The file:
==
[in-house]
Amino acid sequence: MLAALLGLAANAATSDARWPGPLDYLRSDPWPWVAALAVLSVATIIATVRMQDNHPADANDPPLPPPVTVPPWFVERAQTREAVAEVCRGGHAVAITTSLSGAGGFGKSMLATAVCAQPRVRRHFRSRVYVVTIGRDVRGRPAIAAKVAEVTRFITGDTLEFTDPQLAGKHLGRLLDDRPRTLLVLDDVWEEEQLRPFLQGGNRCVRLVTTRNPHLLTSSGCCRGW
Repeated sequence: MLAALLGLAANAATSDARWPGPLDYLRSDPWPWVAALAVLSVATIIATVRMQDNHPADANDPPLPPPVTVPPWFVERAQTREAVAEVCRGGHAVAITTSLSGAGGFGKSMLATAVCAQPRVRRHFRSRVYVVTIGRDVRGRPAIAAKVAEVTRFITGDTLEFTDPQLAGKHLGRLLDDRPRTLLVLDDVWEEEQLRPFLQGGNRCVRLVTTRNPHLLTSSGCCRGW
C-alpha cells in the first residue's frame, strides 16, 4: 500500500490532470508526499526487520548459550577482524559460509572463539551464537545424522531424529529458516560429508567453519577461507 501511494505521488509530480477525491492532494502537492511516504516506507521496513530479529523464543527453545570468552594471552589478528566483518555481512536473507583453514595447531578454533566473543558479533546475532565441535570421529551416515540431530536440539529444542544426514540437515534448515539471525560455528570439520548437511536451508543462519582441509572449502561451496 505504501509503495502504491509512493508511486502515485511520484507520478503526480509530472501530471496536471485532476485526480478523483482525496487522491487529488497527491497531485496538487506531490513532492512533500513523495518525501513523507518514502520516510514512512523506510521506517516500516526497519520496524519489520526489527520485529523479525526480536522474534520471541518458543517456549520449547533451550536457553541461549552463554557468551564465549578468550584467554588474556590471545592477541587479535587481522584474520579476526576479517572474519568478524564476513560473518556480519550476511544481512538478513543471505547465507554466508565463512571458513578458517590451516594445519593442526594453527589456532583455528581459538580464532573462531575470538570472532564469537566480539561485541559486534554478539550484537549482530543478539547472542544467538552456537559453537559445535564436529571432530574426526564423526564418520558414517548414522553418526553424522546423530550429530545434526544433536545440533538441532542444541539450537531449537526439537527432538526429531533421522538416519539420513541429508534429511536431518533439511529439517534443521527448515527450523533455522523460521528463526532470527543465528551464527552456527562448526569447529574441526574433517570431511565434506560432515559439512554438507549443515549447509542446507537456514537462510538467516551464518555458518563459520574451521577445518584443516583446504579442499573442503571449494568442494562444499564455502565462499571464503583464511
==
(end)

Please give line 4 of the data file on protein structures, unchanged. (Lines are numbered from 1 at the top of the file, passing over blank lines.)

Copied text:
C-alpha cells in the first residue's frame, strides 16, 4: 500500500490532470508526499526487520548459550577482524559460509572463539551464537545424522531424529529458516560429508567453519577461507 501511494505521488509530480477525491492532494502537492511516504516506507521496513530479529523464543527453545570468552594471552589478528566483518555481512536473507583453514595447531578454533566473543558479533546475532565441535570421529551416515540431530536440539529444542544426514540437515534448515539471525560455528570439520548437511536451508543462519582441509572449502561451496 505504501509503495502504491509512493508511486502515485511520484507520478503526480509530472501530471496536471485532476485526480478523483482525496487522491487529488497527491497531485496538487506531490513532492512533500513523495518525501513523507518514502520516510514512512523506510521506517516500516526497519520496524519489520526489527520485529523479525526480536522474534520471541518458543517456549520449547533451550536457553541461549552463554557468551564465549578468550584467554588474556590471545592477541587479535587481522584474520579476526576479517572474519568478524564476513560473518556480519550476511544481512538478513543471505547465507554466508565463512571458513578458517590451516594445519593442526594453527589456532583455528581459538580464532573462531575470538570472532564469537566480539561485541559486534554478539550484537549482530543478539547472542544467538552456537559453537559445535564436529571432530574426526564423526564418520558414517548414522553418526553424522546423530550429530545434526544433536545440533538441532542444541539450537531449537526439537527432538526429531533421522538416519539420513541429508534429511536431518533439511529439517534443521527448515527450523533455522523460521528463526532470527543465528551464527552456527562448526569447529574441526574433517570431511565434506560432515559439512554438507549443515549447509542446507537456514537462510538467516551464518555458518563459520574451521577445518584443516583446504579442499573442503571449494568442494562444499564455502565462499571464503583464511